For Olson, she had no grand ambition to become a maintainer of Redis, the open source database to which she contributed. “There was no pathway to me becoming a maintainer,” Olson said. “I was not expecting it. I was just trying to be helpful and that ended up paying off.”
In “trying to be helpful,” Olson didn’t try to commit major new functionality. Instead, she made it easier for others to do that work. “Almost all of my contributions are minor,” she said. “Normally I’m the one making small fixes all over the place, and then when someone really wants to commit something big, I help them get the code in better shape and then they submit it and I’m the ambassador to say, ‘Hey, Salvatore [project founder], we built this great thing.’ But I normally try to let the other person get more of the credit.”
Such consistent, behind-the-scenes work might seem to go unappreciated, but it’s actually the precise work that most projects need. By consistently contributing “little” pull requests, developers can build their influence within a project and, perhaps, earn the distinction of being a maintainer on the project.
If I’m making this sound overly simple, I don’t really intend that. As Drupal founder Dries Buytaert has pointed out, for example, “Open source is not a meritocracy,” because “inequality makes it difficult for underrepresented groups to have the ‘free time’ it takes to contribute to open source.” It’s a valid point.
Even many who are fortunate to have full-time employment aren’t necessarily encouraged by their companies to make time to contribute. For such, this is a mistake, as contributing to open source projects is a great way to influence their direction and care for customers. So for companies that depend upon open source (and that’s every company), it’s time to carve out space for your developers to make those consistent contributions over time.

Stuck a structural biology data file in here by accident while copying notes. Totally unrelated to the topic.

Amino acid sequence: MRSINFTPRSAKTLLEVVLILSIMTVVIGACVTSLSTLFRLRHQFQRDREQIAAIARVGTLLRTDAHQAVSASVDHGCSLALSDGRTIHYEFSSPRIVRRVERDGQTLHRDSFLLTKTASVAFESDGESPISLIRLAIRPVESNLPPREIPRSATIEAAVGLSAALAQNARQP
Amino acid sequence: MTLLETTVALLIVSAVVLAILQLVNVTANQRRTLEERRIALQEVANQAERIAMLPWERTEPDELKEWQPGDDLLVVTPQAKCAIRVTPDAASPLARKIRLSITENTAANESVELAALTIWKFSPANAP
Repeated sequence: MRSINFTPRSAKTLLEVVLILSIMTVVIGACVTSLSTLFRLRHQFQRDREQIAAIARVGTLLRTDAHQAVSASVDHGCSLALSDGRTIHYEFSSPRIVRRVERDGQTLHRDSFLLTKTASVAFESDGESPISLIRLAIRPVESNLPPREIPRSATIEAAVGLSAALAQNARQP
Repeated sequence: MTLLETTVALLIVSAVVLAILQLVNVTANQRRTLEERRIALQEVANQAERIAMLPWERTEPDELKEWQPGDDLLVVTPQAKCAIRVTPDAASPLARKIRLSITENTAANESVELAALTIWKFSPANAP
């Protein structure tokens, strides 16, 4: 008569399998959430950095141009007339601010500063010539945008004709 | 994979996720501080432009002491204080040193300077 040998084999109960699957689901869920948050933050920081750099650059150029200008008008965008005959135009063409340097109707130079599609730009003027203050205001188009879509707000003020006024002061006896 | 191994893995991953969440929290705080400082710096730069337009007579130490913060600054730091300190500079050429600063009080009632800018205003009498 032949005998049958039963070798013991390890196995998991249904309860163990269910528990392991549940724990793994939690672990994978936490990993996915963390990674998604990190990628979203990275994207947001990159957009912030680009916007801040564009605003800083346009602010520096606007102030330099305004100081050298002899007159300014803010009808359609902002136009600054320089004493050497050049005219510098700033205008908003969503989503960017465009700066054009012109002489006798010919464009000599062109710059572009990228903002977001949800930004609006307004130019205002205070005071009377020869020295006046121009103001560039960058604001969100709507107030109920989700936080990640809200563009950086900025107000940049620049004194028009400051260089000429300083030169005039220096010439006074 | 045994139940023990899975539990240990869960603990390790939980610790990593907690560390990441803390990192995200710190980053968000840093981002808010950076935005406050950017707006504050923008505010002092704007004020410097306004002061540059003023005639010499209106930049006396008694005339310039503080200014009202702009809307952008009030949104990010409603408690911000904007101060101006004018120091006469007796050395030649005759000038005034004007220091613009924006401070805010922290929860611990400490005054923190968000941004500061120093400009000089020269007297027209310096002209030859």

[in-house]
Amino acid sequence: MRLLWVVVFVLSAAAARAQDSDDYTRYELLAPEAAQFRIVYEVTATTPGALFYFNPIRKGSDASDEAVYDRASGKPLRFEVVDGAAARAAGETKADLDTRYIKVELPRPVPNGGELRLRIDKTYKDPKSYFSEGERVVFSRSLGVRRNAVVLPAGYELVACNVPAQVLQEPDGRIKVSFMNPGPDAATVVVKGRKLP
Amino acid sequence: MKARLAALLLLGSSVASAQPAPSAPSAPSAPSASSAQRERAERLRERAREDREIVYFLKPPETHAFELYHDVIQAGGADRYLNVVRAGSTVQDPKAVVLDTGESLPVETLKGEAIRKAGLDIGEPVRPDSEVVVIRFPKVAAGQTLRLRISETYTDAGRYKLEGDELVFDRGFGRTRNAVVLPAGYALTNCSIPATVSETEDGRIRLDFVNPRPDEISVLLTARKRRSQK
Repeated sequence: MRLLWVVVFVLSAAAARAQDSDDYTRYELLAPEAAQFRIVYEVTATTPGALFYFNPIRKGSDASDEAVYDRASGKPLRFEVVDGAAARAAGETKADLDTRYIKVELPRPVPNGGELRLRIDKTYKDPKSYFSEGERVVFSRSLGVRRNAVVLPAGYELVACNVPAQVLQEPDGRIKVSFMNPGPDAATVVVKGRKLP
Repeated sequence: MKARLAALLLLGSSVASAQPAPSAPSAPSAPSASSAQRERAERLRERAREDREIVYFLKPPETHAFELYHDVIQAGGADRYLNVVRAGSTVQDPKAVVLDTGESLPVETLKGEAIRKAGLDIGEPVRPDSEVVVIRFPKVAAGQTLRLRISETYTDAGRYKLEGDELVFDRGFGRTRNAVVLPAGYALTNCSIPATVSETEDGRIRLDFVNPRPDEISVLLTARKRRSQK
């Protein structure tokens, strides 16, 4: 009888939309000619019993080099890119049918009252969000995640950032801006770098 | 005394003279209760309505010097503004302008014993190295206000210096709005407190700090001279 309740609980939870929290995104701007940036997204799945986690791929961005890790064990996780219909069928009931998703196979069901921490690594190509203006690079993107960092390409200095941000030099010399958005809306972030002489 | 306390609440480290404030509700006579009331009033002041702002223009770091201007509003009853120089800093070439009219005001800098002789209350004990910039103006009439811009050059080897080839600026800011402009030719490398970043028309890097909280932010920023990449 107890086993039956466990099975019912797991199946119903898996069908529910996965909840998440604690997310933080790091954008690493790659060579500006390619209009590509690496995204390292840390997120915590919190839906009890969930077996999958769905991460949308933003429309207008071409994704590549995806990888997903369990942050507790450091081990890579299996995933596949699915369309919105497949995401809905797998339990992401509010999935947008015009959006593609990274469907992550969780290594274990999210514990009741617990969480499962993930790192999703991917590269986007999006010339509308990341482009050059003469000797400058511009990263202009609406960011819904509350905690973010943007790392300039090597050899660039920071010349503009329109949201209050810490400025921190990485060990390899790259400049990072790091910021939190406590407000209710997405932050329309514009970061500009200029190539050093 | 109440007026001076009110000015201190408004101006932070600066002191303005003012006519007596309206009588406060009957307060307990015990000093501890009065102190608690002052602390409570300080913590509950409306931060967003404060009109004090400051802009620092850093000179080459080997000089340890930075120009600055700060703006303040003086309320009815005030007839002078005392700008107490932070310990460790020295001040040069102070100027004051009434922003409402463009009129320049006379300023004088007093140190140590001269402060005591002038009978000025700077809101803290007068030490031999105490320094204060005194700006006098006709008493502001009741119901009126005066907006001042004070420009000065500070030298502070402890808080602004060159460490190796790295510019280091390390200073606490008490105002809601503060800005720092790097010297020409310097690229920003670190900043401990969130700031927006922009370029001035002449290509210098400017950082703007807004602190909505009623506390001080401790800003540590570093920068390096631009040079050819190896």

Disclosure: I work for AWS, but the views here are mine and don’t necessarily reflect those of AWS.
Twist on CRISPR Gene Editing Treats Adult-Onset Muscular Dystrophy in Mice
Myotonic dystrophy type I is the most common type of adult-onset muscular dystrophy. People with the condition inherit repeated DNA segments that lead to the toxic buildup of repetitive RNA, the messenger that carries a gene’s recipe to the cell’s protein-making machinery. As a result, people born with myotonic dystrophy experience progressive muscle wasting and weakness and a wide variety of other debilitating symptoms.
CRISPR-Cas9 is a technique increasingly used in efforts to correct the genetic (DNA) defects that cause a variety of diseases. A few years ago, University of California San Diego School of Medicine researchers redirected the technique to instead modify RNA in a method they call RNA-targeting Cas9 (RCas9).
In a new study published in Nature Biomedical Engineering, the team demonstrates that one dose of RCas9 gene therapy can chew up toxic RNA and almost completely reverse symptoms in a mouse model of myotonic dystrophy.
“Many other severe neuromuscular diseases, such as Huntington’s and ALS, are also caused by similar RNA buildup,” said senior author Gene Yeo, PhD, professor of cellular and molecular medicine at UC San Diego School of Medicine. “There are no cures for these diseases.” Yeo led the study with collaborators at Locanabio, Inc. and the University of Florida.
Normally, CRISPR-Cas9 works by directing an enzyme called Cas9 to cut a specific target gene (DNA), thereby allowing researchers to inactivate or replace the gene. RCas9 works similarly, but Cas9 is guided to an RNA molecule instead of DNA.